What Windows 10 Looks Like On My Laptop

I am typing out this post on my Windows 10 OS. I feel like I have got a new laptop, same feeling I had when I installed the preview versions of Windows 7 and Windows 8. I am now addicted to installing preview versions of future Windows OS release versions. And as a 100% geek, I don't like the limitations that come with installing OS on a virtual machine. I install directly on my PC not a VMware or Virtualbox. On my other laptop I have installed over 10 different Linux versions on it and it currently multi-boots 4 different OS: Windows 7, Windows 8, Mandriva and Ubuntu. There was a time I had a 5th, Fedora OS.

image: coxpurtell.com.au
I love to be in front surfing the early wave rather than dog paddling on the ripples of the main waves. The fun in tech is trying stuff Google has no search results for. In installing this OS I encountered issues Google had no idea about. It was like 2013 when I was installing Solaris on some new HP laptops and doing google searches that return half page results, less than 10 search results and all irrelevant.

The issue I encountered was that the Microsoft USB bootable software creates an MBR bootable USB while most new laptops, like mine, require a GPT bootable USB. I had to use Rufus and set it to create a GPT bootable USB.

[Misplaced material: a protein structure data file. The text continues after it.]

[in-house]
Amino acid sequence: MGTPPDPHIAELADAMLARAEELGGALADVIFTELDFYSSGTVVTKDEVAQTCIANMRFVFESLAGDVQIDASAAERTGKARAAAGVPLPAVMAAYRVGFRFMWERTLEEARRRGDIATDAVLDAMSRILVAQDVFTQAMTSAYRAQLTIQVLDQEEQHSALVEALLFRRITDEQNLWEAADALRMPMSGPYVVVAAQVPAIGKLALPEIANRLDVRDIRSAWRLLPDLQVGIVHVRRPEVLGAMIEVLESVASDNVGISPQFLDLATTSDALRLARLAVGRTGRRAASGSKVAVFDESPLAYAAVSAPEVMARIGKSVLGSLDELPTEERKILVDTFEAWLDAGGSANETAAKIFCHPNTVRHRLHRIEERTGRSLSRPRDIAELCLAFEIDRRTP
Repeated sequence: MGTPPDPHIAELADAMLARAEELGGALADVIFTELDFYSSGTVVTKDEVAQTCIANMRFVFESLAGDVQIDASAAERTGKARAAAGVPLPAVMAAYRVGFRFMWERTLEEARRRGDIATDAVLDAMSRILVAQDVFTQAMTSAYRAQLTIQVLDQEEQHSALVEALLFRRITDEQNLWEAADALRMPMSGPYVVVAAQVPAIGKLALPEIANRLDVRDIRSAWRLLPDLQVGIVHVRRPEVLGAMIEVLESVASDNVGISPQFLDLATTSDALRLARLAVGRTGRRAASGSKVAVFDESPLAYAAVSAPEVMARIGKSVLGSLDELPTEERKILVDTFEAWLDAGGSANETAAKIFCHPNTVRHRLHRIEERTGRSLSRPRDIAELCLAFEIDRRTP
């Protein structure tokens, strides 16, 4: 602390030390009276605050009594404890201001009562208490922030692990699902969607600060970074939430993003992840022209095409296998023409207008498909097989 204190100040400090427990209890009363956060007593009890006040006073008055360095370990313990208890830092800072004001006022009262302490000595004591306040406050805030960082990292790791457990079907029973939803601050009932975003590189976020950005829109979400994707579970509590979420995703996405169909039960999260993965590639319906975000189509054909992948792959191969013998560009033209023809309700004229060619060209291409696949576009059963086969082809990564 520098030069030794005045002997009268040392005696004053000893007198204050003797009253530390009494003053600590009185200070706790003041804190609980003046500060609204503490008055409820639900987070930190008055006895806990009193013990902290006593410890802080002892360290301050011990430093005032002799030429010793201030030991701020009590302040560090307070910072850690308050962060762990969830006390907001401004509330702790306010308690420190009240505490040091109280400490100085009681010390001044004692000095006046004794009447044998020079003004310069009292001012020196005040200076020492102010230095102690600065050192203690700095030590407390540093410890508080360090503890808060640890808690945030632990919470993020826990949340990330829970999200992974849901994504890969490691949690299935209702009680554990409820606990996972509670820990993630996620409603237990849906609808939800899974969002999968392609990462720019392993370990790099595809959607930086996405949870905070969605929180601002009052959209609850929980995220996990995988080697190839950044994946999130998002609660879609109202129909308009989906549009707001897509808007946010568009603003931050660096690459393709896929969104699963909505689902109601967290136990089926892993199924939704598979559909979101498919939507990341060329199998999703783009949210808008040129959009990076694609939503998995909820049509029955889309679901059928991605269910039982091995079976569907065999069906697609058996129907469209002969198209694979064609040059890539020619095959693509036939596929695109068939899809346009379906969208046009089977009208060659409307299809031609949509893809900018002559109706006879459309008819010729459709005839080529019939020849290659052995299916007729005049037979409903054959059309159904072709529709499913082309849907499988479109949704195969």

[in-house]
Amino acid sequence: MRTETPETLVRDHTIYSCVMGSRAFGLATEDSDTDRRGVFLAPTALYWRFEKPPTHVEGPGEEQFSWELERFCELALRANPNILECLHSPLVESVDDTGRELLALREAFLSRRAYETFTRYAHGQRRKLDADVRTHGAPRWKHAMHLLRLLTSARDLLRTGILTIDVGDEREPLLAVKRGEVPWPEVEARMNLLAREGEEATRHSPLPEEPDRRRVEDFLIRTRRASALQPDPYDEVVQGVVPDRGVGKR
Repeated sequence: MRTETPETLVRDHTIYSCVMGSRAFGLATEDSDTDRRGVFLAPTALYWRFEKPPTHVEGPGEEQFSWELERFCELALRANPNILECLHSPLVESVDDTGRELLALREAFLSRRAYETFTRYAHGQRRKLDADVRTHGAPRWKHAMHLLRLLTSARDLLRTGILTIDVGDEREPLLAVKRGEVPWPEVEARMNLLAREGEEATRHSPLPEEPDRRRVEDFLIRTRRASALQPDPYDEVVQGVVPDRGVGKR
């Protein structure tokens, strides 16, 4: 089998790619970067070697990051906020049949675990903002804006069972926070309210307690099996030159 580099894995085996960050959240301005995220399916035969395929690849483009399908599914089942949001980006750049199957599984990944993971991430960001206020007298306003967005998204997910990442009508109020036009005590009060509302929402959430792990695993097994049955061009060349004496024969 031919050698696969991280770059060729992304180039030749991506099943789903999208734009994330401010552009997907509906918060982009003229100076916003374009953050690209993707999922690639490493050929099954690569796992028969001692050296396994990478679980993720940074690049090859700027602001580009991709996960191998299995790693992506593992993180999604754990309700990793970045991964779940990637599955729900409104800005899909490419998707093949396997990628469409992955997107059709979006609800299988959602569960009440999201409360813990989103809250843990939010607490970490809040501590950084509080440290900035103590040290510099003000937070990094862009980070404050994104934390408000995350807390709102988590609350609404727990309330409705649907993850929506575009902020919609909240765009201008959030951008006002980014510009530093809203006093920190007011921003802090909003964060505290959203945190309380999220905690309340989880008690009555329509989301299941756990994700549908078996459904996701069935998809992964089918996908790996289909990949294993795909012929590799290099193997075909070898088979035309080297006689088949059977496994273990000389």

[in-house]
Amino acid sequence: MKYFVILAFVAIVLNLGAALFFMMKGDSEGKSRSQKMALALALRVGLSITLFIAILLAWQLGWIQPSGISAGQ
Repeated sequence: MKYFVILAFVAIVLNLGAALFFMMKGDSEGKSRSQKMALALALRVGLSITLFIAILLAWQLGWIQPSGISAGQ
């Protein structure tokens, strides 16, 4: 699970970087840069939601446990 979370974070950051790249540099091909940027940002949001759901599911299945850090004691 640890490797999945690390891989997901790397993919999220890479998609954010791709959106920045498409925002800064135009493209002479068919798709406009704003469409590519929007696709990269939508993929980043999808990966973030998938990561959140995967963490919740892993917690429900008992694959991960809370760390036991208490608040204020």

Windows 10 is a blend of Windows 7 and Windows 8. The Windows 7 start menu is back to replace the full screen Start menu in Windows 8. And it looks really cool.

The the Charms are gone. No more need to point your mouse icon to the right corners of your screen to get the power (shutdown & restart) icon. It's now in a new hidden location: on the Start menu beside your account name.

And it's got changing cool colors.

The Windows Store apps now open like regular software, no longer taking all the screen and having the regular minimize, maximize and close buttons. 

You can even share the screen with several of them and other regular software.

It lets you have more than one desktop (like Ubuntu, Mandriva, Fedora and most other Linux flavours do). You can do all your Word, Excel and Powerpoint in one desktop; do all your internet surfing and research on another desktop; and have you Skype chat in another. This is to help you better organize your work and manage distractions.

It's also got a cool search tool pinned to the Taskbar.

Also there are many fine changes across almost everything. Even the file explorer looks a little different. It's not a big change like the Windows 7 or Windows 8 but I like the little things Microsoft has added to it and the return of the classic start menu.


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